A Derby museum that cost more than £1m to build has been closed temporarily only months after it opened.
The Derventio Heritage park opened in August
The Derventio Heritage Village has experienced low visitor numbers, as well as difficulties with its electricity supplies.
Anthony Baines, of Derwent Delivers - a government-backed body which has been asked to rescue the project - said he hoped the museum would open again soon.
Attractions include a Viking village, Celtic roundhouse and model Roman fort.
The project, which opened in August 2006, had setbacks with the planning permission for the site, long delays in securing the lease and a dispute over the electricity supply.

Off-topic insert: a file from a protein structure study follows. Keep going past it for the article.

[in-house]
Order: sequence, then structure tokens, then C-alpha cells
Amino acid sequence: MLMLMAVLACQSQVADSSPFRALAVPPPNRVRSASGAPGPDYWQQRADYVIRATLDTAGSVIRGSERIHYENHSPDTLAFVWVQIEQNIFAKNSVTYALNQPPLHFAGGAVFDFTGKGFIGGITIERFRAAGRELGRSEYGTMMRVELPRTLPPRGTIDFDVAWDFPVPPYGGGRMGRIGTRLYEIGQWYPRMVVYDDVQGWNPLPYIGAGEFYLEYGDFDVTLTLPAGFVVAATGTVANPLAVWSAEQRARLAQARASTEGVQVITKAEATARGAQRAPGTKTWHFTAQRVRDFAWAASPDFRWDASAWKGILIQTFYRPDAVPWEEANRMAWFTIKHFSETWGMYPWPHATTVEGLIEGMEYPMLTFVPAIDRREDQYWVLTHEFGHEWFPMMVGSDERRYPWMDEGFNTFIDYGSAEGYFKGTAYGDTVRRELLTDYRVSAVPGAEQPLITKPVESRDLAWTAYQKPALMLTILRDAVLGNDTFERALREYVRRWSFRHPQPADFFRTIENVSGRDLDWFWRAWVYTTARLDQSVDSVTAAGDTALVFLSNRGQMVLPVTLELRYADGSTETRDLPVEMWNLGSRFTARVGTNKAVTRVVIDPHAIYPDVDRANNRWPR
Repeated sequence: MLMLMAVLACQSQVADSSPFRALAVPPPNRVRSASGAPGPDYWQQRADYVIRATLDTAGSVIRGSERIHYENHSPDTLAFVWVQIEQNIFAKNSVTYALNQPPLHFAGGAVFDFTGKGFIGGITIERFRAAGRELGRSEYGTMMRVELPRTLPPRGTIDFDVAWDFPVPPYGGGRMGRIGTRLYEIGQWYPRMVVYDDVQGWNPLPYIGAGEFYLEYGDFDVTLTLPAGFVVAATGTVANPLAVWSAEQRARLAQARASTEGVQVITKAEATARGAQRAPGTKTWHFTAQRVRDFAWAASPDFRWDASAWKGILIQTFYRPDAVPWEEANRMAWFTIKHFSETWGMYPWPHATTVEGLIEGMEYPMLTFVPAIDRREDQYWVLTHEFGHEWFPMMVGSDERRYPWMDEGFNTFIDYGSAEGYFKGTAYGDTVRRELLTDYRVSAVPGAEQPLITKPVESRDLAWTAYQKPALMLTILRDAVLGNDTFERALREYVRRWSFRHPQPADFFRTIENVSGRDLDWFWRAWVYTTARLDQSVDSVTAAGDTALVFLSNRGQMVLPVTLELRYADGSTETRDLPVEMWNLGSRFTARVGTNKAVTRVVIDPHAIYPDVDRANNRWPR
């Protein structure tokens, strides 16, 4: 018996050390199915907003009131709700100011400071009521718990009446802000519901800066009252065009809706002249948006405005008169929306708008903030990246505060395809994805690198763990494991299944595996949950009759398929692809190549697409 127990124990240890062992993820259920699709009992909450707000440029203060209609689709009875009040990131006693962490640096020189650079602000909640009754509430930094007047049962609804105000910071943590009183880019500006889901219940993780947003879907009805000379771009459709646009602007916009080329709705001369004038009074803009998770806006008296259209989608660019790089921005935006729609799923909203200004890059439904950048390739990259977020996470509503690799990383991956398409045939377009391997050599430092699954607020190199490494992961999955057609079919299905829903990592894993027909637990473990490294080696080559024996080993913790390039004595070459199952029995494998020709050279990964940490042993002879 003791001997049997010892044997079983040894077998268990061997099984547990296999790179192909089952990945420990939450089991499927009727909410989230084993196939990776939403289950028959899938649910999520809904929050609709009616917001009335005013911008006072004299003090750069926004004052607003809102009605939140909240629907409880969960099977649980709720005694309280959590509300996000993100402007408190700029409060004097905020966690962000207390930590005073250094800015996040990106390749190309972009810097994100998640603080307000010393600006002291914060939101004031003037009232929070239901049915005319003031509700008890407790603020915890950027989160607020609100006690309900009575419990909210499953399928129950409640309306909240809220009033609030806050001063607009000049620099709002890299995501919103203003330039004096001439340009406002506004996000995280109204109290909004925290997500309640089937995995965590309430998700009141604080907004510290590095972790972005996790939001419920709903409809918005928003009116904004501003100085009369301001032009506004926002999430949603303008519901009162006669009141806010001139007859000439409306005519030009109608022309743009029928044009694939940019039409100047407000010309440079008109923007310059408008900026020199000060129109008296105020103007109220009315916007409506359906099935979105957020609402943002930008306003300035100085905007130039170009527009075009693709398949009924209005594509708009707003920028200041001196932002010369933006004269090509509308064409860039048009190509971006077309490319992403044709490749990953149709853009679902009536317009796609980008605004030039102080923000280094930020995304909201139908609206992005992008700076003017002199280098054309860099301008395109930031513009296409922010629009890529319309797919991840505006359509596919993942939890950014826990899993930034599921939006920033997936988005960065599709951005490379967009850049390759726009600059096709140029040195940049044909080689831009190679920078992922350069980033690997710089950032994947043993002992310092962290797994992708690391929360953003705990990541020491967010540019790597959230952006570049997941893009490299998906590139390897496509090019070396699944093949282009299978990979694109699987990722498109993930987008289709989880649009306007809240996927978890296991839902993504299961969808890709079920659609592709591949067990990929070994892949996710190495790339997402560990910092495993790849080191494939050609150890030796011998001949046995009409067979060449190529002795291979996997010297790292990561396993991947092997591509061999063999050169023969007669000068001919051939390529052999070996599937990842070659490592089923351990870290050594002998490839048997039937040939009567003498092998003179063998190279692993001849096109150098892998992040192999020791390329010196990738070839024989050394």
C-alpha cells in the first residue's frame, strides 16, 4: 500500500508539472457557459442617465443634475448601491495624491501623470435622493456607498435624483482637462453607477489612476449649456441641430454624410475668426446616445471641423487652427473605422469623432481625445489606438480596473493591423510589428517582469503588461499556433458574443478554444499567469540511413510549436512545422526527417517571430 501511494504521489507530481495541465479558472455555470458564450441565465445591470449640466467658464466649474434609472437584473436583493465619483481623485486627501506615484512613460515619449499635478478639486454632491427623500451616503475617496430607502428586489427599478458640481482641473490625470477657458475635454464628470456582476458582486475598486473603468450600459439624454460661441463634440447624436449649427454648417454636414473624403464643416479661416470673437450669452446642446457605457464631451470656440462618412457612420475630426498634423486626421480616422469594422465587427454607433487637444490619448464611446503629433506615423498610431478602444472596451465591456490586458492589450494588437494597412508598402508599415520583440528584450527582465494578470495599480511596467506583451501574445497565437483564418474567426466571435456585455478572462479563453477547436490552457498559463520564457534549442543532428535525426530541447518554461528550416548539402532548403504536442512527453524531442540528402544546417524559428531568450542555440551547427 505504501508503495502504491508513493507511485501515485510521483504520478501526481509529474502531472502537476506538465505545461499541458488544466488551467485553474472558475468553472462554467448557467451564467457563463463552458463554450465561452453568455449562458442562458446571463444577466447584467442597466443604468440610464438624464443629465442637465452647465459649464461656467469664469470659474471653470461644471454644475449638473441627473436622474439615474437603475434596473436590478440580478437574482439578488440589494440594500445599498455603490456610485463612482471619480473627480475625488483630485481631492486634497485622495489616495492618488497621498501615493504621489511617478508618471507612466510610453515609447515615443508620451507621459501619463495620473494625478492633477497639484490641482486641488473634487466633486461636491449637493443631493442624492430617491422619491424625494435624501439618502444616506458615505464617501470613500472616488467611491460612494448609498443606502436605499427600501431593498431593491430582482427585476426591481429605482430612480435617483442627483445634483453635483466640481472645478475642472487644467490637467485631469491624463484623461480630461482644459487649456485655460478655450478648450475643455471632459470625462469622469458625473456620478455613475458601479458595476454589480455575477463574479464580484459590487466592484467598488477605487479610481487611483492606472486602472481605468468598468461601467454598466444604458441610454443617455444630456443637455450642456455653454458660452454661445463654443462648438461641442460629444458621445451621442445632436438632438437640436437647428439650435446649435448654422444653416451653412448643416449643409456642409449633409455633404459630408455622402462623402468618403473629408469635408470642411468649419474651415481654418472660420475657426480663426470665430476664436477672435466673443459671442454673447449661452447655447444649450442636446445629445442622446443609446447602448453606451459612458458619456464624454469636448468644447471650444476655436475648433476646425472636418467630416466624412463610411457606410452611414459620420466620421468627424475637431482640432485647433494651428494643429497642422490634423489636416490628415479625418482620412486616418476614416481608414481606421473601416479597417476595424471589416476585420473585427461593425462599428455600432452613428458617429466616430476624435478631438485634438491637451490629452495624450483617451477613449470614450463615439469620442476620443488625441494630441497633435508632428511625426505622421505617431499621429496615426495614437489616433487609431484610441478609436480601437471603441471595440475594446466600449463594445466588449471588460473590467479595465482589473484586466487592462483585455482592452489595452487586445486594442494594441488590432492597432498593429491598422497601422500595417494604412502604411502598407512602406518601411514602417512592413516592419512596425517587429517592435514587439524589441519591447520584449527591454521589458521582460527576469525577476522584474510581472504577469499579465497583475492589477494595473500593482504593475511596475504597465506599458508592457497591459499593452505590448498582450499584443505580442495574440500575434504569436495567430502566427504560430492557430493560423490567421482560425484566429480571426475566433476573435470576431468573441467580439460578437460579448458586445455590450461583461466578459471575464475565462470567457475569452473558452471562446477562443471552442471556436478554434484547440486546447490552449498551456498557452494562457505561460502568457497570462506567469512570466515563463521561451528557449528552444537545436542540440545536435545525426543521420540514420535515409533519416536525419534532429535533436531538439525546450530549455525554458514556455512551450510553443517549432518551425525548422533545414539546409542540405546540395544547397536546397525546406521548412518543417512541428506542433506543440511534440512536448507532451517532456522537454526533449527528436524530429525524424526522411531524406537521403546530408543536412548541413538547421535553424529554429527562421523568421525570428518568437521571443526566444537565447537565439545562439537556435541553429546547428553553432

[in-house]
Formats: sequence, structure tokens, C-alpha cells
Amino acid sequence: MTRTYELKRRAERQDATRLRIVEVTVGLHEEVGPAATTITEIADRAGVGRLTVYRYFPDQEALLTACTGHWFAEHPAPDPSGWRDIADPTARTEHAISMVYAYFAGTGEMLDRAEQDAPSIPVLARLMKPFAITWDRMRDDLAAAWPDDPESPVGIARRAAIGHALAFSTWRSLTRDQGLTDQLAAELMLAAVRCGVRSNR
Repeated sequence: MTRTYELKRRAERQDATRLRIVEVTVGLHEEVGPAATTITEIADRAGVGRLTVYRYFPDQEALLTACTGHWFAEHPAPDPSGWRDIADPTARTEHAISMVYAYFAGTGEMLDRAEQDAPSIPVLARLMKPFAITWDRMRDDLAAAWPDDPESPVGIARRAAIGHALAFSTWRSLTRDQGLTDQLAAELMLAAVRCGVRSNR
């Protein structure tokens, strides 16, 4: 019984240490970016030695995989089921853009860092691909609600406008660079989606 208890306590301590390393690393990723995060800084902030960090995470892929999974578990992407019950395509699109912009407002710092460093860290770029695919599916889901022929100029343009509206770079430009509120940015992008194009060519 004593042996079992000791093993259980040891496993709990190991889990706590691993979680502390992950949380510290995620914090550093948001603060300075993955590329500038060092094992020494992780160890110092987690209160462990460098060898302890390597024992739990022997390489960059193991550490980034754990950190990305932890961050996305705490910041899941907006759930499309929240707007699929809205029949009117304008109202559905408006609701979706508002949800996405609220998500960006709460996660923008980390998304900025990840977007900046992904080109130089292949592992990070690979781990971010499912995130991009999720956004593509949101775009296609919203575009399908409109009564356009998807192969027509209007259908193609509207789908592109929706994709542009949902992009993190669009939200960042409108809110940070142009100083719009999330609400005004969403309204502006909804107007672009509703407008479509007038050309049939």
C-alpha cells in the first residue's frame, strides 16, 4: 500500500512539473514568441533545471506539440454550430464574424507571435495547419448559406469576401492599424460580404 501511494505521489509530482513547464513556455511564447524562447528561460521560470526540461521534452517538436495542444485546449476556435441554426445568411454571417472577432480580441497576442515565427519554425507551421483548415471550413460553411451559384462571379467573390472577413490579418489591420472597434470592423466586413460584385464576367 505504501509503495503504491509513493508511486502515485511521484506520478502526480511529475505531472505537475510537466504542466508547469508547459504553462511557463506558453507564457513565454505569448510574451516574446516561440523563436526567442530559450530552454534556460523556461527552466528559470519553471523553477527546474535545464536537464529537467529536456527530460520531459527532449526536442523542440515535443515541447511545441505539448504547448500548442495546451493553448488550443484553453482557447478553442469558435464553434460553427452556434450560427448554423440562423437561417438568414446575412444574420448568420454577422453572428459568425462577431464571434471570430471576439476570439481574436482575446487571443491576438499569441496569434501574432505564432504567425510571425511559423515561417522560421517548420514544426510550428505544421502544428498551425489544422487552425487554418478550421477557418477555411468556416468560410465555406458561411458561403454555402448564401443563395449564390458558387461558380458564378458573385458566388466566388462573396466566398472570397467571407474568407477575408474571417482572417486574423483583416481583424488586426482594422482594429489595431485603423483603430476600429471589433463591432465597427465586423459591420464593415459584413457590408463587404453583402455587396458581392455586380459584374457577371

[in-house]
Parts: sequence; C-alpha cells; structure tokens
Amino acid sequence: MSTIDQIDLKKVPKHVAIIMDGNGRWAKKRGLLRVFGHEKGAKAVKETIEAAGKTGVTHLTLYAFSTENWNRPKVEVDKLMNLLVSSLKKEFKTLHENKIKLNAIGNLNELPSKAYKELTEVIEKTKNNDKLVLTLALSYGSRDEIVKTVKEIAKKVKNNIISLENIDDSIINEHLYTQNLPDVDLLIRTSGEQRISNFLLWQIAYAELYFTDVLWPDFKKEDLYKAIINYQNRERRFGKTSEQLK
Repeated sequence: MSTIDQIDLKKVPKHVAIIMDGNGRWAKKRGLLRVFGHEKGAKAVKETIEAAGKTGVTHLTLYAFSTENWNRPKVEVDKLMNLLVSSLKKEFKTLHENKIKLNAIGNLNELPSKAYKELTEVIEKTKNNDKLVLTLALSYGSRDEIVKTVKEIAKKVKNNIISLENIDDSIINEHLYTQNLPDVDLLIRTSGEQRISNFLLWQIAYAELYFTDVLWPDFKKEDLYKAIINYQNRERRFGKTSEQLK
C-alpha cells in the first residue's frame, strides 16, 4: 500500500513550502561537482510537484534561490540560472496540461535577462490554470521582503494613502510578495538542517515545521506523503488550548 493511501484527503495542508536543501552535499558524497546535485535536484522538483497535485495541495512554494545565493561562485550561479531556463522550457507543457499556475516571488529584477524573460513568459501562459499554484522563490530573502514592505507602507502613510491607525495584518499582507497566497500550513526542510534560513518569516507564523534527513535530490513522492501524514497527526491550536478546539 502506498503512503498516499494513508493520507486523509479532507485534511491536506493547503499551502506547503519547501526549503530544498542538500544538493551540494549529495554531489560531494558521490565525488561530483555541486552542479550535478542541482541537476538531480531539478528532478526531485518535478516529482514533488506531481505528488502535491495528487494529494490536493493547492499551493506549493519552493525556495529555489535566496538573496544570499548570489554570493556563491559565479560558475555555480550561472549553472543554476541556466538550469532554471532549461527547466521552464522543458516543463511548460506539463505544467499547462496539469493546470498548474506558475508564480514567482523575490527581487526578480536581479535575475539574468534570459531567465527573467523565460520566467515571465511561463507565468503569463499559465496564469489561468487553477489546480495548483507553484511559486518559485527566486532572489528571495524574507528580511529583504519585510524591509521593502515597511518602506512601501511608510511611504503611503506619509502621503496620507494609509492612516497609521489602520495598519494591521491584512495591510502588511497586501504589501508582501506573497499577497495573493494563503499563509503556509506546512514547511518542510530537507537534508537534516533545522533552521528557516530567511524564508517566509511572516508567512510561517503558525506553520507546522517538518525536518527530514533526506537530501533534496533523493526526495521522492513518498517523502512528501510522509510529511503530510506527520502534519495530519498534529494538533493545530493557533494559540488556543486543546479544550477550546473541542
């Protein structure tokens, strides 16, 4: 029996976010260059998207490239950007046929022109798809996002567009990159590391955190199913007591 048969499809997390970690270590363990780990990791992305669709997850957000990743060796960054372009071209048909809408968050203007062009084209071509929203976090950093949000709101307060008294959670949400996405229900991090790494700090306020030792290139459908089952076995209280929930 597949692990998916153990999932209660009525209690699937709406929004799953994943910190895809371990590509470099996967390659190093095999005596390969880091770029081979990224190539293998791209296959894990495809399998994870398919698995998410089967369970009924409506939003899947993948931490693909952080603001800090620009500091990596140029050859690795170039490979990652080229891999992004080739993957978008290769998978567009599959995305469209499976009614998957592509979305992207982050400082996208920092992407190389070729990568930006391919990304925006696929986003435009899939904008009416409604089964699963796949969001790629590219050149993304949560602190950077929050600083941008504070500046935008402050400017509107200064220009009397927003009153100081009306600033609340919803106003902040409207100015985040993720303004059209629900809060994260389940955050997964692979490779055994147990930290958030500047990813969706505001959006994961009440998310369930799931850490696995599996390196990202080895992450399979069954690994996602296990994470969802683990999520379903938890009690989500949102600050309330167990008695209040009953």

Mr Baines said: "Those setbacks prevented it from opening at the beginning of the tourist season - it has not had the opportunity to trade properly.
"We are hoping to come up with an action plan to secure its future. We have to learn from our mistakes and move forward."
The museum did host several school visits and had more than 500 visitors on its opening day, he said.
Re-enactments were staged at the park along with corn grinding, bread baking, thatching, construction of buildings and walls with wattle-and-daub and spinning and weaving.
Derwent Community Team, which manages the government's New Deal for Communities regeneration programme in Derby and invested £859,000 in the project, has asked Derwent Delivers Ltd to step in.
The project is owned and operated by the Derventio Heritage Village Ltd.
The Derventio Heritage Village's board of directors said in a statement: "We are distressed that the setbacks the project has suffered have prevented us from fulfilling our vision and objectives."